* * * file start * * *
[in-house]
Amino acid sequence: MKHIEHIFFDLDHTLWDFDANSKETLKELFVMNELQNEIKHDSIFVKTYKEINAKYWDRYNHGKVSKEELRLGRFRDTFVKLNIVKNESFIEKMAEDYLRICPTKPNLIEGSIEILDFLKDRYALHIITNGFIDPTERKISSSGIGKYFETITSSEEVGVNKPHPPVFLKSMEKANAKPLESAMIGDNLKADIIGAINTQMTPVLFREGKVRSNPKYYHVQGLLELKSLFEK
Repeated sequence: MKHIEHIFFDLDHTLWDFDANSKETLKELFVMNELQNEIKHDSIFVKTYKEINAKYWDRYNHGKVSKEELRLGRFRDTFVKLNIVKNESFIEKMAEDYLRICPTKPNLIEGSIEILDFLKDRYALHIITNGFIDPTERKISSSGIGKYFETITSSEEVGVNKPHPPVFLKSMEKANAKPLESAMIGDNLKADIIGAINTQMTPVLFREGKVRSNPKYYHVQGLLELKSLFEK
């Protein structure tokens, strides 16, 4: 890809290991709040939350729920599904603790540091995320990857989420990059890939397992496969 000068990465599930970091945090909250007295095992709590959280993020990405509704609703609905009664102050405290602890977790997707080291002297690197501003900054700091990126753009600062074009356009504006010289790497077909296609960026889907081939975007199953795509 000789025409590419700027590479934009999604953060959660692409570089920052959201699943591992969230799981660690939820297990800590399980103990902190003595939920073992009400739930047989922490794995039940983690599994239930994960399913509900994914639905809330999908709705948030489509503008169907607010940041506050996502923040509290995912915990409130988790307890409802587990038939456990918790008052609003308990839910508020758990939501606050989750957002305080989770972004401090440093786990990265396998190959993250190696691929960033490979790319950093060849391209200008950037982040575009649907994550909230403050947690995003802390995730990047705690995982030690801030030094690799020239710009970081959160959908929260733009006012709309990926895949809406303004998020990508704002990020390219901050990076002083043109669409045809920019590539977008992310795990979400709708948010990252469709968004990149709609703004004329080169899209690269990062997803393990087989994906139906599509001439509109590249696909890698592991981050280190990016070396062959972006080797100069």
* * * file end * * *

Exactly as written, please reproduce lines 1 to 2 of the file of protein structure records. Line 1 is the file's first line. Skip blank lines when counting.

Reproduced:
[in-house]
Amino acid sequence: MKHIEHIFFDLDHTLWDFDANSKETLKELFVMNELQNEIKHDSIFVKTYKEINAKYWDRYNHGKVSKEELRLGRFRDTFVKLNIVKNESFIEKMAEDYLRICPTKPNLIEGSIEILDFLKDRYALHIITNGFIDPTERKISSSGIGKYFETITSSEEVGVNKPHPPVFLKSMEKANAKPLESAMIGDNLKADIIGAINTQMTPVLFREGKVRSNPKYYHVQGLLELKSLFEK